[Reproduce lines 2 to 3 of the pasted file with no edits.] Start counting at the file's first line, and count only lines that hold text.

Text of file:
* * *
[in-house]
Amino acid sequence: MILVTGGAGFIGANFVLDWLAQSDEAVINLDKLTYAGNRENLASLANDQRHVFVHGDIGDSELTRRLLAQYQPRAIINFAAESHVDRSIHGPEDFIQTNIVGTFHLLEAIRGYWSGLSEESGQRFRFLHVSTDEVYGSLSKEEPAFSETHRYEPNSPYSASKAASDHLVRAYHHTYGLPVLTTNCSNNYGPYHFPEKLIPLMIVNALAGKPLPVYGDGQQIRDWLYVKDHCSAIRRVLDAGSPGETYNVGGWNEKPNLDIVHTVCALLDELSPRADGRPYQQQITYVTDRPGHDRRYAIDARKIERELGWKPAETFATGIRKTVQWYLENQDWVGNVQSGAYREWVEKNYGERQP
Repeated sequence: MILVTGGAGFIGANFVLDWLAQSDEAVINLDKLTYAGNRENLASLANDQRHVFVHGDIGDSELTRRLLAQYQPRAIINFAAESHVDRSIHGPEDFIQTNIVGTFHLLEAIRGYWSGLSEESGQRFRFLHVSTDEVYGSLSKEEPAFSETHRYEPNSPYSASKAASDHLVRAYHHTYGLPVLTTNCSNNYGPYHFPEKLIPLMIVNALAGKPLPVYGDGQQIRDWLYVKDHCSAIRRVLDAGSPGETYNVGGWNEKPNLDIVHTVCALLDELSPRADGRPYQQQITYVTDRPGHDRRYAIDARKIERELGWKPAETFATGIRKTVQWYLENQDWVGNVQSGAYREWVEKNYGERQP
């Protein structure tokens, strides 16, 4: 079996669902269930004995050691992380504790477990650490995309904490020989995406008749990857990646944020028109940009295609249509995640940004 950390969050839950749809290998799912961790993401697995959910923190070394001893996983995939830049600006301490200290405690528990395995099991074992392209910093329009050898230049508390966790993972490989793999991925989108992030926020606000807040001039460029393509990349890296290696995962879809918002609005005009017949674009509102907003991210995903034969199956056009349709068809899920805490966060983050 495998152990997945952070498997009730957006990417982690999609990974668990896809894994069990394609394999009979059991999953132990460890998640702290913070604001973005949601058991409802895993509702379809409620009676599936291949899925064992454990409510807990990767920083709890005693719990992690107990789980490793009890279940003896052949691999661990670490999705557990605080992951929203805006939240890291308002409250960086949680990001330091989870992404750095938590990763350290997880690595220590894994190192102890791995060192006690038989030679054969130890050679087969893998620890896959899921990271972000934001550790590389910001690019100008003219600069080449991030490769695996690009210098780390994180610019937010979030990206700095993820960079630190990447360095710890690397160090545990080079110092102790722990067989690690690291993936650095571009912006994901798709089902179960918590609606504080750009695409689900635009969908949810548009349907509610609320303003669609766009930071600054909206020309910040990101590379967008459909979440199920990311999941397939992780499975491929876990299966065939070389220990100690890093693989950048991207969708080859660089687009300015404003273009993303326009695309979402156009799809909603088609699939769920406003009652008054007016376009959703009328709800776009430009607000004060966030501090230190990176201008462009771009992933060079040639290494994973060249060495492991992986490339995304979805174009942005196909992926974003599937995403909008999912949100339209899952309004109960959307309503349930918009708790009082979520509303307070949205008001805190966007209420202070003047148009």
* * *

Amino acid sequence: MILVTGGAGFIGANFVLDWLAQSDEAVINLDKLTYAGNRENLASLANDQRHVFVHGDIGDSELTRRLLAQYQPRAIINFAAESHVDRSIHGPEDFIQTNIVGTFHLLEAIRGYWSGLSEESGQRFRFLHVSTDEVYGSLSKEEPAFSETHRYEPNSPYSASKAASDHLVRAYHHTYGLPVLTTNCSNNYGPYHFPEKLIPLMIVNALAGKPLPVYGDGQQIRDWLYVKDHCSAIRRVLDAGSPGETYNVGGWNEKPNLDIVHTVCALLDELSPRADGRPYQQQITYVTDRPGHDRRYAIDARKIERELGWKPAETFATGIRKTVQWYLENQDWVGNVQSGAYREWVEKNYGERQP
Repeated sequence: MILVTGGAGFIGANFVLDWLAQSDEAVINLDKLTYAGNRENLASLANDQRHVFVHGDIGDSELTRRLLAQYQPRAIINFAAESHVDRSIHGPEDFIQTNIVGTFHLLEAIRGYWSGLSEESGQRFRFLHVSTDEVYGSLSKEEPAFSETHRYEPNSPYSASKAASDHLVRAYHHTYGLPVLTTNCSNNYGPYHFPEKLIPLMIVNALAGKPLPVYGDGQQIRDWLYVKDHCSAIRRVLDAGSPGETYNVGGWNEKPNLDIVHTVCALLDELSPRADGRPYQQQITYVTDRPGHDRRYAIDARKIERELGWKPAETFATGIRKTVQWYLENQDWVGNVQSGAYREWVEKNYGERQP